The responsibility also lies with any person in a position of authority or influence who could have blown the whistle on corruption, mismanagement, and the unsustainable financial and economic system over the last many decades but chose to remain silent.
 
How can deposits be made available again?
 
It is unlikely that unrestricted withdrawals will be available again for quite some time. The “dollar gap” (the difference between resident private sector deposits in dollars and the net foreign assets of banks and BdL) is estimated by economist Andy Khalil using BdL data to be greater than $80 billion, without taking into account several other areas of potential dollar loss (non-performing loans, further dollarization, repayment of existing dollars loans in LBP, etc.). This means that there is a need to recapitalize the banking sector, including BdL, which is the source of a majority of the loss. It is unclear yet how this gap will be filled and/or the banks and BdL restructured.
In general, there are three ways to execute such a restructuring. Banks’ liabilities are mostly the deposits that customers keep with them and interest on such deposits. Banks meet those liabilities using their assets (e.g., loans to the private sector or government, other investments). In Lebanon’s case, the banks’ assets are impaired and, as a result, the banks are no longer able to meet their liabilities. So how is such a banking crisis resolved so that depositors can withdraw their money again?

1. Raise capital: Raise fresh capital by selling equity shares or other financial instruments or assets. By raising fresh capital, banks would benefit from an increase in good, liquid assets with which to meet their liabilities. Last November, BdL instructed banks to undertake a 20% capital raise. It is unclear whether most of the banks will be able to raise such capital (particularly given the current global economic climate in light of the COVID-19 pandemic) and, in any case, the amounts are insufficient relative to the scale of the banks’ losses. Given the size of the existing losses and the high possibility of a depositor bail-in (described in point 4 below), there is little incentive for bank shareholders to raise new capital at this time as they would, in effect, be putting new money into a bank that is on the cusp of insolvency, in which case this new capital would be wiped out.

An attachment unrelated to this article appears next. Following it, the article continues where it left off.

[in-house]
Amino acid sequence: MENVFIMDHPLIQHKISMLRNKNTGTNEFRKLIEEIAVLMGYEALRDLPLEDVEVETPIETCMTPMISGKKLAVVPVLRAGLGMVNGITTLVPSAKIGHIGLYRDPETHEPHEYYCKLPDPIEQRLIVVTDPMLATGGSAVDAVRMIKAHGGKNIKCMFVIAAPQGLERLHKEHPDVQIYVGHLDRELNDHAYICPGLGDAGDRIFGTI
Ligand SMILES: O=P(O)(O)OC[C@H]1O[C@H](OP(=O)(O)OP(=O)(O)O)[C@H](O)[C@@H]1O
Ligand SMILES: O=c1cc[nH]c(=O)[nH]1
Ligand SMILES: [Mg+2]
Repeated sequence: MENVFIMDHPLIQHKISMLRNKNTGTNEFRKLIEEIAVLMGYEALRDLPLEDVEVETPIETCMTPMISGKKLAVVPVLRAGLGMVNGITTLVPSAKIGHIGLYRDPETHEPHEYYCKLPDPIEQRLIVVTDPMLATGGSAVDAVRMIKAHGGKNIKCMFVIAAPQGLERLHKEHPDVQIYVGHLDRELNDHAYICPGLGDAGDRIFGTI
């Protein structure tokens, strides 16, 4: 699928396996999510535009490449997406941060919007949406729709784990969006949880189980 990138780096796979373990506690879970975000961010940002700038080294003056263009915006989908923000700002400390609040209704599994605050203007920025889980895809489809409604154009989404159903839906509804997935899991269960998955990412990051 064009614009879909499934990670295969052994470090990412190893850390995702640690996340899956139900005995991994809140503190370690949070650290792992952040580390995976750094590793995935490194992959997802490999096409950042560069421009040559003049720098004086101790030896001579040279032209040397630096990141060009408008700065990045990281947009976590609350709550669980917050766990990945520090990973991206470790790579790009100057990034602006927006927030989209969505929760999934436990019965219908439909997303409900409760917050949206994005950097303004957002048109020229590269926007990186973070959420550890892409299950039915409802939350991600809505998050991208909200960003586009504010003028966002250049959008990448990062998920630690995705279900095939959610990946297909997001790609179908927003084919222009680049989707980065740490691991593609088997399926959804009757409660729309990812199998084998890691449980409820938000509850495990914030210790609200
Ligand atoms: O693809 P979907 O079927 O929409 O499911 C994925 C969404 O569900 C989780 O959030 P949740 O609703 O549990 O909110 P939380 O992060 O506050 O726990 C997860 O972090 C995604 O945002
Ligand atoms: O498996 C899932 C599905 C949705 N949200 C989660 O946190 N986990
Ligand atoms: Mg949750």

2. Replace bad assets with good assets. During the global financial crisis, the US Federal Reserve purchased US banks’ bad assets: It gave them good assets/cash in exchange for their bad mortgages, which allowed banks to then meet their liabilities (i.e., customer deposits). Neither the Lebanese government nor BdL, however, have sufficient dollars to purchase Lebanese banks’ bad assets or to provide dollar injections. In fact, most of the banks’ bad assets are loans to the government and BdL in the first place.